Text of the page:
Abolish the restricted dogs list Deed not breed
Abolish the restricted dogs list Deed not breed
We want to abolish the restricted dogs list in Ireland and replace it with the deed not breed system and a licence for the owner of large breeds acquired by taking a council run course on dog training...
In Scotland they have the "deed not the breed" approach in tackling irresponsible dog ownership. The 2010 Act is designed to highlight the responsibilities of dog owners by identifying out of control dogs at an early stage and provide measures to change the behavior of these dogs and their owners before the dogs become dangerous. This will widen the scope for local authorities and the courts to take action against persons in charge of a dog where the dog's behavior is deemed to be "out of control". This will be achieved through the creation of a Dog Control Notice (DCN) regime that will permit (local authority appointed) authorized officers to issue DCNs to irresponsible owners of any dog that have been found to be out of control.The DCN can impose a number of conditions on the dog owner including: Muzzling the dog whenever it is in a place to which the public have access; Keeping the dog on a lead whenever it is in a place to which the public have access; If the dog is male, neutering it; and The owner and their dog attending and completing a training course in the control of dogs.The 2010 Act also amends the Dangerous Dogs Act 1991 so that a dog owner can be held criminally responsible where a dog is found to be dangerously out of control in any place rather than only a public place or private place where a dog is not permitted to be. The 2010 Act contains measures which will address the problems of irresponsible dog ownership and this is fundamental in helping to reduce the number of attacks by dogs of all breeds. The provisions contained in the 2010 Act will give additional powers to local authorities for action to be taken against out of control of dogs so as to improve dog behavior and owner behavior leading to reductions in the number of future dog attacks that blight our communities. We need to get this law passed here in Ireland. If your a dog owner of a restricted breed or and owner of any dog. Please help by signing this petition.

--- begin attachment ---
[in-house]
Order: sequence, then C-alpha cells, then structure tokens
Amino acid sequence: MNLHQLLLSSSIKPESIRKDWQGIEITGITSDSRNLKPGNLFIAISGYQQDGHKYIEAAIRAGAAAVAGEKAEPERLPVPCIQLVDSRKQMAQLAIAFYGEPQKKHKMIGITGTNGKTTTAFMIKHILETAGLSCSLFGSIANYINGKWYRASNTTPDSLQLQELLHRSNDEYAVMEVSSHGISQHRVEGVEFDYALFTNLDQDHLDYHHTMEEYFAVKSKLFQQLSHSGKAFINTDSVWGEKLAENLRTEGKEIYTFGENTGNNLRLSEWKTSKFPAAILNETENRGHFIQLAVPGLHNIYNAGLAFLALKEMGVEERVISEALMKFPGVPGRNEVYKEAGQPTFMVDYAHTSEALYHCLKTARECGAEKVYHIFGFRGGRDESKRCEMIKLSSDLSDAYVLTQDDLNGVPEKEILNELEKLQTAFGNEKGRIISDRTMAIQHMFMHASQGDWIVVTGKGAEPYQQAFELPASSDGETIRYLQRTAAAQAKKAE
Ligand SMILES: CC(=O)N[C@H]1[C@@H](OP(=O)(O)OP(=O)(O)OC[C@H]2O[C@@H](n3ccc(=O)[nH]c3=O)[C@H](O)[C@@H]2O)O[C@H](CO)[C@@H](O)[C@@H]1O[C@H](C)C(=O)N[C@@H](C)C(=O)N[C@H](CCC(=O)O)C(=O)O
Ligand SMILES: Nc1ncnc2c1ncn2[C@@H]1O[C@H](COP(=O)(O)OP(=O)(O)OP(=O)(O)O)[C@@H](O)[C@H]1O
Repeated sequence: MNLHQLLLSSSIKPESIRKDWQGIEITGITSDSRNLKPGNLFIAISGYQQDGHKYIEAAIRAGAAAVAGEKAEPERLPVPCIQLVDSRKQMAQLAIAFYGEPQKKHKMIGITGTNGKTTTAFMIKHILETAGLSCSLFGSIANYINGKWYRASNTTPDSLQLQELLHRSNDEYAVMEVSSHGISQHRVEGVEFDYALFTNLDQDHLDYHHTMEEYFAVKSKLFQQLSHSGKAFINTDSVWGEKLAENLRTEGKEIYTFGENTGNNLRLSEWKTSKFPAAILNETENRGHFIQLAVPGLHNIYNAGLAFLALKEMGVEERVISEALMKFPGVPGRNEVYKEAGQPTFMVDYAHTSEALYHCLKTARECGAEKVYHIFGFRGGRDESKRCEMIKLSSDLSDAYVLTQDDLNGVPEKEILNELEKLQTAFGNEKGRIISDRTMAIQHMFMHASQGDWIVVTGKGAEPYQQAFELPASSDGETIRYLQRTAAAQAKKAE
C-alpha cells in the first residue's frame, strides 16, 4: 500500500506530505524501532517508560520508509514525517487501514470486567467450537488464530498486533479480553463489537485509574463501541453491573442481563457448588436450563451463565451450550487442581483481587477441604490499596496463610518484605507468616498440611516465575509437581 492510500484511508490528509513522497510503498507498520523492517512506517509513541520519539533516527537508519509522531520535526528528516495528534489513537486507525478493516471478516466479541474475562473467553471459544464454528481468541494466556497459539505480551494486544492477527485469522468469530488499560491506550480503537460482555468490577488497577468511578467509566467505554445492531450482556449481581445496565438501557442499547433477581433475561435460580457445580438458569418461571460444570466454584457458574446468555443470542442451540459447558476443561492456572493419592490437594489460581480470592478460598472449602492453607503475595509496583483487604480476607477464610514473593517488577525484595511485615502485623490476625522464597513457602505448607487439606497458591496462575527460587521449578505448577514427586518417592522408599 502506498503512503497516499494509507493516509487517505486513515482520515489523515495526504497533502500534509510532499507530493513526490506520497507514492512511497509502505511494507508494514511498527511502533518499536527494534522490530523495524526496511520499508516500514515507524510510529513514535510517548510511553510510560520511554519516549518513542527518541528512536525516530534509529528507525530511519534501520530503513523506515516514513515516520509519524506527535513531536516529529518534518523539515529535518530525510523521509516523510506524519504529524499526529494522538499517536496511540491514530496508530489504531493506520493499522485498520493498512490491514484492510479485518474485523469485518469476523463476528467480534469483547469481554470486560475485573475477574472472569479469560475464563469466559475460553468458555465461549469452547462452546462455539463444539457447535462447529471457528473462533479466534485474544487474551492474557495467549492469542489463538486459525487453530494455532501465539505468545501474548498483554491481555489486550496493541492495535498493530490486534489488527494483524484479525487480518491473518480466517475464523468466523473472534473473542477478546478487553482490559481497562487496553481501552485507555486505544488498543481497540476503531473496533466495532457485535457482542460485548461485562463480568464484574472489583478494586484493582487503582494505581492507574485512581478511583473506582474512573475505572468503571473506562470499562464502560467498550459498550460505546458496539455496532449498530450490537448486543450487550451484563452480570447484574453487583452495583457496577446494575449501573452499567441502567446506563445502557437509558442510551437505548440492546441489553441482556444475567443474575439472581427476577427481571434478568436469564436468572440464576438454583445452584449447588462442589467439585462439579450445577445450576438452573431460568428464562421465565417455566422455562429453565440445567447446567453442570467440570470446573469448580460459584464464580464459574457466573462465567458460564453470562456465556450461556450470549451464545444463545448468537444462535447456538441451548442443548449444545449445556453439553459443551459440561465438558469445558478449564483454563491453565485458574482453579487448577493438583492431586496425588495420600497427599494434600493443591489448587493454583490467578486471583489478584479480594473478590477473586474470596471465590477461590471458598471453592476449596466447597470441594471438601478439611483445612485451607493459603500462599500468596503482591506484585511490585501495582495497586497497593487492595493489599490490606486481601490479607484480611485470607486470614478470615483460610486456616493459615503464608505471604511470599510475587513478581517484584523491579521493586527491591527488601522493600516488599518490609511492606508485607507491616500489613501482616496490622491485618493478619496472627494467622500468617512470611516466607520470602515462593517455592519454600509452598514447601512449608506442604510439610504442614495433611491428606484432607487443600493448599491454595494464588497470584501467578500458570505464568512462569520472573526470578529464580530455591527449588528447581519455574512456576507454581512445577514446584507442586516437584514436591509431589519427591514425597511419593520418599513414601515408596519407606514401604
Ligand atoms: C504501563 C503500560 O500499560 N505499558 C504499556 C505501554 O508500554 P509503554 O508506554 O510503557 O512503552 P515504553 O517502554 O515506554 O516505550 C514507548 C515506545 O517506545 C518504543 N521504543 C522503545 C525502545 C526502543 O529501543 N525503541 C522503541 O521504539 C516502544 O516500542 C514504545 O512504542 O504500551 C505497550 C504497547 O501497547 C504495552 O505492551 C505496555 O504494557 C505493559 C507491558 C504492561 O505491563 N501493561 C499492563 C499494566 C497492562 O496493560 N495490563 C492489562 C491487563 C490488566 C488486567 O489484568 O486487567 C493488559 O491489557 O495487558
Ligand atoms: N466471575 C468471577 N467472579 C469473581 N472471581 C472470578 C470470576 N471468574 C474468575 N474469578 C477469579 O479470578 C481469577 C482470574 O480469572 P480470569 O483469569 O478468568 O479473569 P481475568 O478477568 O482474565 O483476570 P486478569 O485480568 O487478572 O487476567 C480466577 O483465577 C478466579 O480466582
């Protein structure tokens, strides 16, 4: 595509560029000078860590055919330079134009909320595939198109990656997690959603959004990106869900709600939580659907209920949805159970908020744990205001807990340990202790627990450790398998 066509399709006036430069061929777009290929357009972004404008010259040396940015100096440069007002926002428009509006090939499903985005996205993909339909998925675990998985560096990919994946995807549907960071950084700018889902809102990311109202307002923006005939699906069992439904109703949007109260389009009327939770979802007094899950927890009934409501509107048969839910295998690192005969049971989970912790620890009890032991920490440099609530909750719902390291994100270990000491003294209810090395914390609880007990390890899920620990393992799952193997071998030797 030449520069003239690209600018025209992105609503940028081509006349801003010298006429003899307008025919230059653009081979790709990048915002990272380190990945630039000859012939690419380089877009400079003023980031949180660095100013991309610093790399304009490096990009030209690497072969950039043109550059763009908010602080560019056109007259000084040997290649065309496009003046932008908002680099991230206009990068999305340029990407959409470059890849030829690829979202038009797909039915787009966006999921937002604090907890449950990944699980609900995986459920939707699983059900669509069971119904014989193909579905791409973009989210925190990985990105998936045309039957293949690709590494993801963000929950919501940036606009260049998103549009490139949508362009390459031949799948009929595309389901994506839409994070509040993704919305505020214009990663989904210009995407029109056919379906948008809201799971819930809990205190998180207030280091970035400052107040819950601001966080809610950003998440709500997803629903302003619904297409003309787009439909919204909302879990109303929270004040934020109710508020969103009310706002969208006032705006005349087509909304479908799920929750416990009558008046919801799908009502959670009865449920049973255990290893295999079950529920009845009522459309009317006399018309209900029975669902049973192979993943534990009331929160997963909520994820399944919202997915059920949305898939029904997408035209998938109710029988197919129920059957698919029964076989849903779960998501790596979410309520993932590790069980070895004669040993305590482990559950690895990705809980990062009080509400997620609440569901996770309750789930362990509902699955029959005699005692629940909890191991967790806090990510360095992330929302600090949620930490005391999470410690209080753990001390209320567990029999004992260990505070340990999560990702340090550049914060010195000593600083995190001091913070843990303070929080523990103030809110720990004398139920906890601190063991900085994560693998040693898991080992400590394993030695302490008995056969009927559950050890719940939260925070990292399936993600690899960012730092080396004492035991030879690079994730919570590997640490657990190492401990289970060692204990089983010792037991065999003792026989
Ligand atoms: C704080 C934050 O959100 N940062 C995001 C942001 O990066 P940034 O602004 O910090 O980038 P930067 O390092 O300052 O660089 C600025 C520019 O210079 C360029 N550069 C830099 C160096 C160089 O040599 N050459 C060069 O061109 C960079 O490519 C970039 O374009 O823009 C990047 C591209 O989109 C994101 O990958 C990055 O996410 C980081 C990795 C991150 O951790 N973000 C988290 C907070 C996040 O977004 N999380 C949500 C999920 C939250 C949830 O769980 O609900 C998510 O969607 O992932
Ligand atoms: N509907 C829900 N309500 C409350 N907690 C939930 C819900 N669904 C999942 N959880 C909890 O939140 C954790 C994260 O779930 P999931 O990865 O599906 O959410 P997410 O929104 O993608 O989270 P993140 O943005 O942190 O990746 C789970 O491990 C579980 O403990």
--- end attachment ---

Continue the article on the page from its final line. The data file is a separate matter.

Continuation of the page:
The APDT (Association of Pet Dog Trainers) agrees the bias of local councils against tenants gaining long waited for social housing based on the Restricted Dogs List.
"APDT Ireland support for Veterinary Ireland’s call to Minister Coveney to end the current dog breed-specific legislation in Ireland
APDT Ireland Media Release: September 2017
On September 9th 2016, Veterinary Ireland released a policy document calling upon Minister for Housing, Planning and Local Government Simon Coveney, to end the current dog breed-specific legislation currently in force in Ireland.
The Association of Pet Dog Trainers Ireland wishes to lend our full support to Veterinary Ireland. We join Veterinary Ireland’s call for the repeal of the current legislation in which specific breeds of dog are targeted, to be replaced by new, modern legislation which not only reflects our much-improved, research-led understanding of dog behaviour, but which also supports education of owners and the general public about dog behaviour, and which promotes responsible dog ownership and dog welfare regardless of what breed or type of dog.
Since the current dog control legislation was introduced in 1986, with the breed specific regulations enacted in 1998, dog bite statistics show no sign of improving in Ireland. Indeed, the number of reported dog bite incidents has increased since the introduction of the legislation, in many cases the dogs involved were not of breeds restricted under the regulations. This has been the overriding experience in other countries wherein breed specific legislation was introduced. In acknowledgement of its ineffectiveness, many of these countries are in the process of repealing, or have already significantly overhauled their dog control legislation.
The current Irish legislation is over 30 years old, in which time dogs, as a species, have come under intensive scientific behavioural scrutiny in research laboratories across the world. Our knowledge and understanding of their behaviour has vastly improved as a result. Consequently, approaches to training and behaviour have changed to reflect our greater understanding of their learning processes and behaviours. It has become clear that a restrictive legislative policy which singles out specific breeds cannot succeed, as breed alone is not a sufficient determinant of the likelihood of a dog presenting a bite risk. On the contrary, any dog is capable of presenting a bite risk given certain circumstances, and as such, it is incumbent upon all owners to ensure that their dog’s behaviour and welfare are sufficiently catered for in order to ensure their dog is a safe and welcome part of today’s society.
The 1998 Control of Dogs Regulations (S.I. No. 442 of 1998) requires that the breeds from the list below, their crossbreeds and strains, must at all times in public be securely muzzled, be on a lead not exceeding 2m in length, and be under the control of a person over 16 years of age who is capable of controlling the dog:
American Pit Bull Terrier
English Bull Terrier
German Shepherd (Alsatian)
Staffordshire Bull Terrier
Every dog of the type known as Ban Dog
Link: Control of Dogs Regulations 1998" (taken from their web page)
Its time to stop the unjustified persecution of friendly well behaved dogs..